The Galileo spacecraft captured this view of asteroid 951 Gaspra in 1991. It was the first time a spacecraft made a close flyby of an asteroid. The colors are highly exaggerated to bring out subtle differences in surface properties. Bluish regions represent fresher rock, while reddish regions are composed of regolith materials. NASA
One hundred forty-two million years ago, an asteroid or comet slammed into what is now the Missionary Plains in Australia’s Northern Territory, forming a crater 24 kilometers in diameter. Today, like a bull’s eye, the circular ring of hills that defines Gosses Bluff stands as a stark reminder of the event. NASA
This painting by Donald E. Davis depicts an asteroid slamming into tropical, shallow seas of the sulfur-rich Yucatan Peninsula in what is today southeast Mexico. The aftermath of this immense asteroid collision, which occurred approximately 65 million years ago, is believed to have caused the extinction of the dinosaurs and many other species on Earth. NASA/JPL-Caltech
NASA's Hubble Space Telescope has observed a mysterious X-shaped debris pattern and trailing streamers of dust that suggest a head-on collision between two asteroids. Astronomers have long thought the asteroid belt is being ground down through collisions, but such a smashup has never been seen before. NASA/Zuma/Newscom
While analyzing NASA Hubble Space Telescope images of the Sagittarius dwarf irregular galaxy (SagDIG), an international team of astronomers led by Simone Marchi, Yazan Momany, and Luigi Bedin were surprised to see the trail of a faint asteroid that had drifted across the field of view during the exposures. The trail is seen as a series of 13 reddish arcs on the right in this August 2003 Advanced Camera for Surveys image. NASA/ESA/Y. Momany/University of Padua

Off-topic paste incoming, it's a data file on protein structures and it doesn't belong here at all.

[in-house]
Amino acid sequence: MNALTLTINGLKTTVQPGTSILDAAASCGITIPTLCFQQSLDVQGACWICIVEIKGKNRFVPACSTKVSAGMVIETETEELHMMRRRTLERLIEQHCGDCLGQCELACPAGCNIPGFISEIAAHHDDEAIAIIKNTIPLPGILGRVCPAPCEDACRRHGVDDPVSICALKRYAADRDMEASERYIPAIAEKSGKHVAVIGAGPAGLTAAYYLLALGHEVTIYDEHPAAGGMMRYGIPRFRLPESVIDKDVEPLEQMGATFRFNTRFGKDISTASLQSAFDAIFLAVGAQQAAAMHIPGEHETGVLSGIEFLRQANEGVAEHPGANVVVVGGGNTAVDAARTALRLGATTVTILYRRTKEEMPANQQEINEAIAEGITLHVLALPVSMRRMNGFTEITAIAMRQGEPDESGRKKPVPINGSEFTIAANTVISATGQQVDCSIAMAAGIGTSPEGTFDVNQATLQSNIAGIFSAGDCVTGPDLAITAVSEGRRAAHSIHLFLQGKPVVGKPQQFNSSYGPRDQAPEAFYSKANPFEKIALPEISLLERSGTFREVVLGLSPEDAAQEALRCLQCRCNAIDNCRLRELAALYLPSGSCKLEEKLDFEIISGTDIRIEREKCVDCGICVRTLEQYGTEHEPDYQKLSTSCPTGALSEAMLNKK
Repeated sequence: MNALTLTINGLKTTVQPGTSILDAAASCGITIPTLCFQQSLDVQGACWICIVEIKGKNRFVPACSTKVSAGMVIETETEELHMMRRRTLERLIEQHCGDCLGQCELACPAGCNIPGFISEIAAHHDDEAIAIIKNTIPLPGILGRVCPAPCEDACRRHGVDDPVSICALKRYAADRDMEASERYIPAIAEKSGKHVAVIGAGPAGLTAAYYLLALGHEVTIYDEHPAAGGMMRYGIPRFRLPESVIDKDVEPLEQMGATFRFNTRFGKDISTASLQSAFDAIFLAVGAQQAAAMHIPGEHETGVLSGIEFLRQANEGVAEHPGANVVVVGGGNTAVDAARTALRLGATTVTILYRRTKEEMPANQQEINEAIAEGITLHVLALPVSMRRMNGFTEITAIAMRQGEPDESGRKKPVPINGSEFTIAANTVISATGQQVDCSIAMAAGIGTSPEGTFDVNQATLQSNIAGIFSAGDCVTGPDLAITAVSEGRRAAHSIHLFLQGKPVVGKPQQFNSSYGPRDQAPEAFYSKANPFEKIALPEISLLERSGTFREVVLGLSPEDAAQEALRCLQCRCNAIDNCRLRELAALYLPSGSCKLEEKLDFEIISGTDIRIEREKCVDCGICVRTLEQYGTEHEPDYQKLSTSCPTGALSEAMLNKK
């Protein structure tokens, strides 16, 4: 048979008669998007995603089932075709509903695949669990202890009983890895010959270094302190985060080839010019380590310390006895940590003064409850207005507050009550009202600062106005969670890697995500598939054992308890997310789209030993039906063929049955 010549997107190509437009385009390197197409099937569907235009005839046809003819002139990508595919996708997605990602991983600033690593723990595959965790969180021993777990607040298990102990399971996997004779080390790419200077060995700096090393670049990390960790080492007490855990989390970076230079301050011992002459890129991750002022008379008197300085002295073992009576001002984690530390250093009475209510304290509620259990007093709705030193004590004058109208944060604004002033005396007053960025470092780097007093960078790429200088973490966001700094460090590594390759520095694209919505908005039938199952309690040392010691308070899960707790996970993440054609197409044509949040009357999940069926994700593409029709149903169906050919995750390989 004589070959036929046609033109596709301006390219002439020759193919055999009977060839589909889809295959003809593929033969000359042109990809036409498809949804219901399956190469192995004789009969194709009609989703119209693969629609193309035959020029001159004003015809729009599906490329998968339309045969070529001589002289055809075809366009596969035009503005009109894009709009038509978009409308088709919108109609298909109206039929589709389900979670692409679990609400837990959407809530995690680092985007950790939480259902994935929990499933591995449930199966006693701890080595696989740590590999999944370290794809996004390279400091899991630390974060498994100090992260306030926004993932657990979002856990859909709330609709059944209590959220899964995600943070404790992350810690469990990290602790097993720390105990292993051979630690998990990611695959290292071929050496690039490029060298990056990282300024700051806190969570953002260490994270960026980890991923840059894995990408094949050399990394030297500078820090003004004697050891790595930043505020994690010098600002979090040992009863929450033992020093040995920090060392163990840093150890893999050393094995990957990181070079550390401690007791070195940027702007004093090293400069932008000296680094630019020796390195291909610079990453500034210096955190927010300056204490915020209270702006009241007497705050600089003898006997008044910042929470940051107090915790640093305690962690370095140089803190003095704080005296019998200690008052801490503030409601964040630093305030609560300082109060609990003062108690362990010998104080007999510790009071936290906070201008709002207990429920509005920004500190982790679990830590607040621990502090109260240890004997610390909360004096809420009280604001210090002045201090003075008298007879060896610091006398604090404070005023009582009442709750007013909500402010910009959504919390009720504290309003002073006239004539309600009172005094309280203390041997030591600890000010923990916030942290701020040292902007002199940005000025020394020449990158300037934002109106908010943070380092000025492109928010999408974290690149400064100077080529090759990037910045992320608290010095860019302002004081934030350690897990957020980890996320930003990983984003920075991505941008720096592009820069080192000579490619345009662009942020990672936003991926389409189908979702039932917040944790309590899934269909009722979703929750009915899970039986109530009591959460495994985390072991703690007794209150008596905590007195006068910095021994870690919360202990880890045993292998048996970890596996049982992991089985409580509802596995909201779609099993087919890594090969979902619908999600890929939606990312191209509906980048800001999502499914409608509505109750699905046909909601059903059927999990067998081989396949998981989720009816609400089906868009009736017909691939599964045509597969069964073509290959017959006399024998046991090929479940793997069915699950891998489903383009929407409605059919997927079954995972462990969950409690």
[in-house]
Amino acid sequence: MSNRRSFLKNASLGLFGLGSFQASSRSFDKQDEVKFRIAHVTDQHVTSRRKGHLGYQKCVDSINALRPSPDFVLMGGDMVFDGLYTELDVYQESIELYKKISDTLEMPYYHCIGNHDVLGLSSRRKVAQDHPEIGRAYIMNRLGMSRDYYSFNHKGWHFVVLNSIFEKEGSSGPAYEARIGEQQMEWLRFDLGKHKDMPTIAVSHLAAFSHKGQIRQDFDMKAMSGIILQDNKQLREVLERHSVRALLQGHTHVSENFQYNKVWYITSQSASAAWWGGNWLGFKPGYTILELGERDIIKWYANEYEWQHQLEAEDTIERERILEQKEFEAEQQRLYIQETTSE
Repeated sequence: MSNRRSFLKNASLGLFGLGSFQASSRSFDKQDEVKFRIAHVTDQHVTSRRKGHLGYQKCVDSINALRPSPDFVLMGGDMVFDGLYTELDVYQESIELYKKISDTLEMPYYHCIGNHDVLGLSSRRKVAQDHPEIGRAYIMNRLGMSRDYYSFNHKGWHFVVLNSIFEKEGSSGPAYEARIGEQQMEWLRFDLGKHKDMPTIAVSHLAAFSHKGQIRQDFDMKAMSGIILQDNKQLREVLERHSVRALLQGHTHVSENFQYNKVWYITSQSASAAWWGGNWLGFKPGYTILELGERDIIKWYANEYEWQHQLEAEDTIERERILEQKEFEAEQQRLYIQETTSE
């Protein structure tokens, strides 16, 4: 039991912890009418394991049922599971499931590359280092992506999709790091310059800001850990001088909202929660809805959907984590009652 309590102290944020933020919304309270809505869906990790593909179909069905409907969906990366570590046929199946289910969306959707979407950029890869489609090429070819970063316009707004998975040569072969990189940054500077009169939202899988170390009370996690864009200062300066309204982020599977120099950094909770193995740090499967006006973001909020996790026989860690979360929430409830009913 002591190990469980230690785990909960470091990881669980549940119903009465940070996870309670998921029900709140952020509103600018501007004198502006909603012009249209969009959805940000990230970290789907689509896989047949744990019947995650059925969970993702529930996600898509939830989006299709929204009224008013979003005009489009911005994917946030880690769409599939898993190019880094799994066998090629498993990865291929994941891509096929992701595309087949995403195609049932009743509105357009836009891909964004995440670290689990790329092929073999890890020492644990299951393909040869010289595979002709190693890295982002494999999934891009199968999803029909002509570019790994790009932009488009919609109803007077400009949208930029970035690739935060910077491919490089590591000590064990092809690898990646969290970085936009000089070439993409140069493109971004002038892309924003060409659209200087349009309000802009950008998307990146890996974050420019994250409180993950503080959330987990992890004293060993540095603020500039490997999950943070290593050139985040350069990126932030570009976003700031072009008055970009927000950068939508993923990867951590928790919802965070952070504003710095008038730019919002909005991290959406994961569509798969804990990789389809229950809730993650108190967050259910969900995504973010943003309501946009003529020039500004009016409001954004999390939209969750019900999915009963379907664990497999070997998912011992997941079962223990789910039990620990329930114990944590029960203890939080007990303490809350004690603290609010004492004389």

This 3-D model of the asteroid Eros was generated by data from the laser rangefinder. NASA/Goddard Space Flight Center Scientific Visualization Studio
This artist's rendition provides image of asteroid Kleopatra, a type of asteroid that a future mission could target for further study of the solar system. JPL/NASA
This handout image obtained on March 9, 2005 from NASA shows the interior of Meteor Crater in Arizona. Planetary scientists believe that a rock which smashed into Arizona around 49,000 years ago with the power of more than 150 Hiroshima bombs was just a fragment of a space goliath. NASA/HO/AFP/Getty Images/Newscom
Hubble captured a bright asteroid, with a visual magnitude of 18.7, roaming in the constellation Centaurus. Background stars are shown in white, while the asteroid trail is depicted in blue at top center. Numerous orange and blue specks in this image were created by cosmic rays, energetic subatomic particles that struck the camera's detector. R. Evans and K. Stapelfeldt/JPL/NASA
This artist's concept show a massive asteroid belt in orbit around a star the same age and size as our Sun. Evidence for this possible belt was discovered by NASA's Spitzer Space Telescope when it spotted warm dust around the star, called HD 69830, presumably from asteroids smashing together. NASA/JPL-Caltech/T. Pyle (SSC)
This is the first full picture showing both asteroid 243 Ida and its newly discovered moon to be transmitted to Earth from NASA's Galileo spacecraft - the first conclusive evidence that natural satellites of asteroids exist. Ida, the large object, is about 35 miles long. Ida's natural satellite is the small object to the right. JPL Archives
Astronomers say they have detected perhaps 90 percent of the potentially world-destroying space rocks in our solar system, but there are many thousands of still-unseen asteroids that are big enough to level a major city.
Miriam Kramer, Space.com Staff Writer /
October 28, 2013
Searching for potentially Earth-destroying asteroids today isn't easy.